Mutual Conductance

mike shaw

Member
Messages
2,212
What exactly does mutual conductance measure in an output tube? Is it the gain of a tube?
Example, if one 6V6 measures 3000 mho, and another tube measures 4000 mho, would the 4000 tube be a 'stronger' tube with higher gain? This is assuming all other parameters are equal.
The tester in question is a B&K 500.
Thanks! Mike
 

mike shaw

Member
Messages
2,212
So if there was greater change in one tube over another, that tube would be stronger or have more 'life' versus a lower amount that would be more worn down?
 

Wakarusa

Member
Messages
1,459
So if there was greater change in one tube over another, that tube would be stronger or have more 'life' versus a lower amount that would be more worn down?
That's the theory anyway. As the tube ages it becomes less efficient (gas in the tube, weakening of internal elements, the emissive coating on the cathode gets used up). Some tube testers include a "life" test (like the Hickok 733). You throw a switch and watch to see if the gm reading drops off. All it really does is reduce the filament voltage in the tube, so what you're measuring with this test is if the cathode has enough coating left to operate efficiently at reduced temperatures. Before they put the switch in, we used to just flip the filament voltage selector one step down :)

Also, as an added bonus, discovering that two tubes (or two triodes inside one tube) have matched gm at a particular point in their lives doesn't necessarily predict how well they'll match in the future. It's like assuming that both of the front tires on your car will wear exactly the same.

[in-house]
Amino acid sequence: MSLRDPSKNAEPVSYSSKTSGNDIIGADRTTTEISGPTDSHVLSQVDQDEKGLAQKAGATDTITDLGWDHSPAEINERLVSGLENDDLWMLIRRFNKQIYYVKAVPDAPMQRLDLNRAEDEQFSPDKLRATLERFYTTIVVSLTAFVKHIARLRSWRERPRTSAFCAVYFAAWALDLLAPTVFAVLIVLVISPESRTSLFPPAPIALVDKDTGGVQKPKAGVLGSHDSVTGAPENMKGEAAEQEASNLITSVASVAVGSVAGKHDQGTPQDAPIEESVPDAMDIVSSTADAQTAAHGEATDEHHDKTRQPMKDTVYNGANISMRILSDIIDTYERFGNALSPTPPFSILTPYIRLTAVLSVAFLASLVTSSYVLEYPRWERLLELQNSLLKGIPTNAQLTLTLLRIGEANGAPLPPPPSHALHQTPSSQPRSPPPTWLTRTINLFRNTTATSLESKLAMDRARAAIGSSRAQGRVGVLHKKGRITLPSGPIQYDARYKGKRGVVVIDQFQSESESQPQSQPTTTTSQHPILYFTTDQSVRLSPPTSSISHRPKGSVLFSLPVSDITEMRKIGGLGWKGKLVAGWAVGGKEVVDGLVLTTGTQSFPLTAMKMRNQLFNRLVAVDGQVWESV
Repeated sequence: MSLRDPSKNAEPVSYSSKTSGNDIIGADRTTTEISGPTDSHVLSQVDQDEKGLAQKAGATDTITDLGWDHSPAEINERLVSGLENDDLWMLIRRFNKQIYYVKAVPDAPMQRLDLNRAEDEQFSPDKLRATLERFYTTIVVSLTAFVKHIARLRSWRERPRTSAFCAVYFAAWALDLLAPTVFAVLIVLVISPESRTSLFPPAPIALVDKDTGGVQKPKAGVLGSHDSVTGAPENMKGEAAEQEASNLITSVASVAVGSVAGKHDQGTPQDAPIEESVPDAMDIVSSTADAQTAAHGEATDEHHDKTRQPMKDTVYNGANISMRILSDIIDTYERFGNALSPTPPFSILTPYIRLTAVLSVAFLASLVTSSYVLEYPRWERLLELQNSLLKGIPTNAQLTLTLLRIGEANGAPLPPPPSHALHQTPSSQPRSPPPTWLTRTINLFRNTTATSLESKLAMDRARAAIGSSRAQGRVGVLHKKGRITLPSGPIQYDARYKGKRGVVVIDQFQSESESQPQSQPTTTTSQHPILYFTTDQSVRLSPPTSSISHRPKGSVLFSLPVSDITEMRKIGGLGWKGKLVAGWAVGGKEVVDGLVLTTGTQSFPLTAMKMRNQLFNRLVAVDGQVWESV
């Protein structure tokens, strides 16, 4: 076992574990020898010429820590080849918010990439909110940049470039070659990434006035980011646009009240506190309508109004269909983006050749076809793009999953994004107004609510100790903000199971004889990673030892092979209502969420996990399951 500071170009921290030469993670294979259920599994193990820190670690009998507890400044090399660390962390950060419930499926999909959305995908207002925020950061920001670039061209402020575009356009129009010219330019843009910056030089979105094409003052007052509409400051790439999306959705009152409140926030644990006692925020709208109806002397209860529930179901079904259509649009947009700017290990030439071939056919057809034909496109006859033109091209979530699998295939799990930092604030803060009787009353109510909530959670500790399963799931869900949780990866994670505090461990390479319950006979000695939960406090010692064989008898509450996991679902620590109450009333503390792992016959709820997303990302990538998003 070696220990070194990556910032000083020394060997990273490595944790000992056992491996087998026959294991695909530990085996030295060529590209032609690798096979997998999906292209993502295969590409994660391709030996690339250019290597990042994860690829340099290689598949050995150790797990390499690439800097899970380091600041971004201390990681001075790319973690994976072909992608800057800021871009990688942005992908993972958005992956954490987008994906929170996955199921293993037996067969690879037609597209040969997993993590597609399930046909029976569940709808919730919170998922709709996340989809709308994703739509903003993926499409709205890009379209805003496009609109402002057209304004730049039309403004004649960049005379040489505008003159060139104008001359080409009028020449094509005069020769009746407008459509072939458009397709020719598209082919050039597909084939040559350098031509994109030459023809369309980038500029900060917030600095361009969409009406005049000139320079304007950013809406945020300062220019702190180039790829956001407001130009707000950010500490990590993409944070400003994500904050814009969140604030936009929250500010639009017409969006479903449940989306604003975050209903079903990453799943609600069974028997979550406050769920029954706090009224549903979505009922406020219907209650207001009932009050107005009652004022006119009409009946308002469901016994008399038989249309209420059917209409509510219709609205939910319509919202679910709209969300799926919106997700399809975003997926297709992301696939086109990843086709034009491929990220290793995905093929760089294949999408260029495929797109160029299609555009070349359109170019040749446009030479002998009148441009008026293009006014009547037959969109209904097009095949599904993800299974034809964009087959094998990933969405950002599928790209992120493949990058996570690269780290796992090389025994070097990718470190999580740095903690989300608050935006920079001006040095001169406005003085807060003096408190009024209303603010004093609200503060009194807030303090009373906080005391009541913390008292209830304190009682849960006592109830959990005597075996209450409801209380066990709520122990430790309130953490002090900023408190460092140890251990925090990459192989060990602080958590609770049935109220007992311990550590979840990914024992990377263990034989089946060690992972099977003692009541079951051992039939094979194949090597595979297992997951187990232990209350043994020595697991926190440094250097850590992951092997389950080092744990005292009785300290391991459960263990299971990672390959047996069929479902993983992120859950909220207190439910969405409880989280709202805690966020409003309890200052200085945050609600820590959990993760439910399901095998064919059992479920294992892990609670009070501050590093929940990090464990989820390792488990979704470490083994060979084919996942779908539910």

HCStraub

Member
Messages
334
Here is an article from a 1958 magazine describing different tube tests including Mutual Conductance. I used to have this on my Hickok page back when I ran it....it is a very good article.

TESTER ARTICLE
 

Fuchsaudio

Member
Messages
7,755
...mutual conductance (gm) is the "change" in plate current (/\Ip) versus "change" in control grid voltage (/\Vg)...ie: "output" divided by "input":

gm = (/\Ip)/(/\Vg)

...notice that both variable are AC-signals, not DC-signals, they're actually "rates-of-change" variables.

...it's also sometimes called the "transfer ratio", and thus it's other name: "mutual trans-conductance."

...in words: how much "change" in output plate current occurs for a given "change" in input control grid voltage.

Shucks, you only make posts like this because you can get those cool greek symbols in them.....showoff...Well put btw, just kidding. ;)
 

donnyjaguar

Member
Messages
4,201
I guess look better than ⌂ ⌂ ⌂ or ▲▲▲ :) ♪♪♪♫♫♫
 




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